Buccal Ulcers and Rubric
I look forward to the short day I schedule in the summer on Fridays. It’s kind of a relaxed winding down into the weekend. It is a pleasant delusion, at least.
Today was a great day at work. By that I mean patients seemed to be getting definitely better for the most part. In particular, a couple I had not seen for 10 years because they had moved several hundred miles away made the trip in for a consultation. There were recent health concerns.
I was about 10 minutes into investigating Dorothy’s case when there was a strange knock at the door. My associate’s receptionist reported that a patient at the front desk was saying he needed a refill on a remedy.
After excusing myself and walking toward the front desk, my face assumed a rather quizzical frown. Who was this person?
“Hello, I’m sure you won’t remember, but 2 years ago you treated me for a problem and cured it. Well, it seems to have come back just yesterday! I was hoping you would refill this bottle.”
The 0.5-drachm vial had a worn label, “Ars. alb. 30.” Sure enough, I did recognize the handwriting. I found the patient’s records in the ominously labeled “dead files,” and after checking the current symptoms, I refilled the bottle, with the instruction to come back if it did not work speedily. A quick nod and he was off to his weekend of struggling in G-20 Toronto Summit traffic.
The case slowly crept back into my aging memory. As it did so, a swell of interest followed. I again reviewed the single page that the patient record occupies. Now that I consider the remedy as confirmed (a cure of 2 years after a short course of 30C), there may be a useful point or 2 in this story.
Mason was 61 years old when he presented in 2007 on Halloween. He is a tall athletic man with a handsomely lined face and neat silver hair. His demeanor is impressive and well put together, a fitting appearance for the CEO for sales of a large local company.
The chief complaint was mouth ulcers since 2005. He had a history of appendicitis (surgery in 2003) and kidney stones (in 2001).
Mason reported large mouth ulcers that had come and gone but never resolved. He had consulted a specialist. The physician had expressed concern, “something is going on,” but was unsure what and did not offer effective treatment.
Mason had said, “The uncertainty made my daughter saddened and scared.” I did not quite buy that one. This case report is short but to the point.
When an ulcer appeared in the mouth, it “eats its way into a furrow,” said Mason. He reported that it had a whitish coating. The pain was a severe burning that was difficult to relieve. On inspection, I was a bit surprised to see a lesion about 1½ to 2 in long on his upper gums. It was angry and deep. He further reported that the lesions appeared mostly but not always on the left side.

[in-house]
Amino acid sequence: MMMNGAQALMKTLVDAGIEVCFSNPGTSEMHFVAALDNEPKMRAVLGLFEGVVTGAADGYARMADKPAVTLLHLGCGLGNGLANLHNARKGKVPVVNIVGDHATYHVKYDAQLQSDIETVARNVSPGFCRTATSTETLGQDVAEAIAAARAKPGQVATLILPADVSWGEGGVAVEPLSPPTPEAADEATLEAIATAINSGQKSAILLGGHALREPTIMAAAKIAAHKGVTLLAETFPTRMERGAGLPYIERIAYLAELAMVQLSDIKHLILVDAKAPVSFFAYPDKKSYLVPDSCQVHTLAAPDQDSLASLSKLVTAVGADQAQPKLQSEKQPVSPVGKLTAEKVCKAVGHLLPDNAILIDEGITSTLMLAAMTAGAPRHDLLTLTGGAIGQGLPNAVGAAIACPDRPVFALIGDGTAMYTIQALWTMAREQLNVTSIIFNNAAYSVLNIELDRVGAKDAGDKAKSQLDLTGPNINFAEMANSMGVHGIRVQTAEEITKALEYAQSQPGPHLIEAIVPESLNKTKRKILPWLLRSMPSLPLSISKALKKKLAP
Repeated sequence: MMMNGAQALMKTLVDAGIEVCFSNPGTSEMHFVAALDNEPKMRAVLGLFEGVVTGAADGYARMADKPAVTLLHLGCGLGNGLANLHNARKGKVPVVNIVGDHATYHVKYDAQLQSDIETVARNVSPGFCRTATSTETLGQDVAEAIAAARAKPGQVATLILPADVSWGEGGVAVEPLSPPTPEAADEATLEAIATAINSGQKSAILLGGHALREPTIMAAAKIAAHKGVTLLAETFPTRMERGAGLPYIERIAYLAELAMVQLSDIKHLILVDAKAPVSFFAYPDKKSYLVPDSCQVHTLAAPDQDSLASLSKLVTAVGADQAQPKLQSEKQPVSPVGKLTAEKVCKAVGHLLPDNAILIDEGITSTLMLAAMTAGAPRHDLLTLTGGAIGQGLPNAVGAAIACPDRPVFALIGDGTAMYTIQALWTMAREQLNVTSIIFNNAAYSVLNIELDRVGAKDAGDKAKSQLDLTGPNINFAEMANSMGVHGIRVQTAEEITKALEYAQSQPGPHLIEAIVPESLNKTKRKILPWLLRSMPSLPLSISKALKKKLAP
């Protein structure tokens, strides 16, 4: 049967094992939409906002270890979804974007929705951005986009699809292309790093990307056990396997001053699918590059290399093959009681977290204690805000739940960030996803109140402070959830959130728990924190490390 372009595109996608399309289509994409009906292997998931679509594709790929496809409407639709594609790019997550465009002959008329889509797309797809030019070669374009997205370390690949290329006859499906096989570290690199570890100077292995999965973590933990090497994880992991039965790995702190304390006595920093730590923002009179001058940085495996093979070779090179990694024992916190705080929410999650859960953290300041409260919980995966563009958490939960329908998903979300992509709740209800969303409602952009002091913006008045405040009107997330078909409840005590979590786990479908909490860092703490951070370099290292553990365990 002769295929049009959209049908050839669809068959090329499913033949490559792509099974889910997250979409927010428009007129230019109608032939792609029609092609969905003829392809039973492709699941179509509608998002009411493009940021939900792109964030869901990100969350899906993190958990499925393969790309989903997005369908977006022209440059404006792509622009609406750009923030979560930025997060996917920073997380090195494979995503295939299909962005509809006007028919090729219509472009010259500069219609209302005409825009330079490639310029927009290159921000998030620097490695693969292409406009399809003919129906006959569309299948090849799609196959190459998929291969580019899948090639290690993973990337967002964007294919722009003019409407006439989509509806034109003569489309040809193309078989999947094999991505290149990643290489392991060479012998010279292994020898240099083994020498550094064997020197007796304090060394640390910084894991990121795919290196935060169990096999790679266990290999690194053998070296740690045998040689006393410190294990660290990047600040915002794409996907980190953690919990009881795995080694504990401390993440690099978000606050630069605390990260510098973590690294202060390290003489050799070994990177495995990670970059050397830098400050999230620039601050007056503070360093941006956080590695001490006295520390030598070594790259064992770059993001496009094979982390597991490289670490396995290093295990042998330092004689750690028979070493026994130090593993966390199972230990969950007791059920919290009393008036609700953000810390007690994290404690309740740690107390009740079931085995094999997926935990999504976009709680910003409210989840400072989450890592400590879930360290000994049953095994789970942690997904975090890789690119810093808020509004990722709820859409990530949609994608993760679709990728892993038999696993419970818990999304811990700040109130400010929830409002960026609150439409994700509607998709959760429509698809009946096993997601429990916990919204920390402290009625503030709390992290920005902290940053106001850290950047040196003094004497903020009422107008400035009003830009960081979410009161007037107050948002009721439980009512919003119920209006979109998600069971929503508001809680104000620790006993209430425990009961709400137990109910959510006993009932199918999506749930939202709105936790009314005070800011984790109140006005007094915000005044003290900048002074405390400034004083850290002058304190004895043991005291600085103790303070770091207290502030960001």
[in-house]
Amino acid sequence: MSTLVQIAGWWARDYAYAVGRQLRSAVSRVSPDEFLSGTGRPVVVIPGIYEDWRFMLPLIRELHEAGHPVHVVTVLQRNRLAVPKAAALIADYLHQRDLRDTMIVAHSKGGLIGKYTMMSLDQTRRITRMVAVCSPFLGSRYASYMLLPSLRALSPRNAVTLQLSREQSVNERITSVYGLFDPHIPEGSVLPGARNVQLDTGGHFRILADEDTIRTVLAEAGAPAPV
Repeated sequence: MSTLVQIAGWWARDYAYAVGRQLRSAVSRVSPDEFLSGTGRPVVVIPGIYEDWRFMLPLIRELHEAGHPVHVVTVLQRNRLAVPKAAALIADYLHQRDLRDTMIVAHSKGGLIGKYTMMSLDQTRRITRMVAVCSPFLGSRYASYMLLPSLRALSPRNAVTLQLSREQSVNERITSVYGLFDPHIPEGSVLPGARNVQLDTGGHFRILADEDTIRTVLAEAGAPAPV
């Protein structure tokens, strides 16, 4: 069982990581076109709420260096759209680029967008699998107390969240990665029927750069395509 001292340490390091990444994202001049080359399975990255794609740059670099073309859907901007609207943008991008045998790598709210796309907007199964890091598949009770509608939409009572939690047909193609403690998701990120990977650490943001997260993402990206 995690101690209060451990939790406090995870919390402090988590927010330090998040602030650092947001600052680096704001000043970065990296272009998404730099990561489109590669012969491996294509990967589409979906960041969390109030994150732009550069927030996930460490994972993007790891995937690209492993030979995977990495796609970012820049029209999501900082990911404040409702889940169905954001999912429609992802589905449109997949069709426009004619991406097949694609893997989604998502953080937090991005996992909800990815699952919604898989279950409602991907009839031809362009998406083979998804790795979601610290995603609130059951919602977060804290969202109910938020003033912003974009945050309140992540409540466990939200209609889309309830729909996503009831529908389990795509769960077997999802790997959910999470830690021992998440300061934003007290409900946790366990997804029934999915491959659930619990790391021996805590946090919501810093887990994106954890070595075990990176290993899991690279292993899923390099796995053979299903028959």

Other symptoms included occasional cramps in the calves that could be lessened by walking and stiffness of his fingers in cold weather. He had been using lysine for several months at the request of his daughter, and it had improved the pain but not the frequency, intensity, or duration of the ulcers themselves.
Previously, when the pain and ulcers had flared significantly, his bowel movements were softer and contained brownish mucus. That’s it, folks, no more.
So let’s look at the homeopathic repertory chart, shall we (Analysis 1)?
Arsenicum alba and Nux vomica seem to be neck and neck in this horse race, with nothing too compelling to differentiate them. However, what do we do make of Mason’s statement that an ulcer “eats its way into a furrow,” which was confirmed on observation?
In the old literature, an ulcer that eats its way along was called phagedenic, and there is such a rubric. When we add this to the mix, the clipboard looks like this (Analysis 2):
Note that in this graph I have placed in the top 4 positions the symptoms I consider the genius of the case, as Hahnemann asks us to do. It becomes painfully obvious [sorry] that only Arsenicum alba fits.
The statement by the patient that his daughter was “scared” for him reinforced this remedy in my mind. I had no doubt about the prescription. The fact that the patient after 2 years had the chutzpah to come back to my office for a refill without scheduling a follow-up visit provides further retrospective confirmation. I have to admit that I hope he feels the need to come back for 200C.
In reviewing this case, if a student has not been clinically trained to address the full patient in a manner according to Hahnemann’s The Organon of the Healing Art, the symptom regarding stiffness of the fingers in cold weather would have been missed. Had the student not been trained in the homeopathic repertory and not had teachers available who were experts in the repertory, the phagedenic rubric would not have been used. If the student was not practically versed in the philosophy of The Organon of the Healing Art, differentiation using the concept of the genius of the case would be lost. Is it any wonder that in some schools there is polarization of students in an almost cult-like manner either toward the modern ”homeopathic” authors or away from this “airy fairy stuff”?
Homeopathy has not been taught for so long that even the clinical instructors really do not have a clue. In other words, practitioners do not know that they don’t know. As a responsible profession, can we passively accept this loss?
Joe Kellerstein, DC, ND graduated as a chiropractor in 1980 and as an ND in 1984. He graduated with a specialty in homeopathy from the Canadian Academy for Homeopathy, and subsequently lectured there for two years. He also lectured in homeopathy for several years at CCNM; for eight years at the Toronto School of Homeopathic Medicine; and for two years at the British Institute for Homeopathy. Dr. Kellerstein’s mission is the exploration of natural medicine in a holistic context, especially homeopathy and facilitating the experience of healing in clients.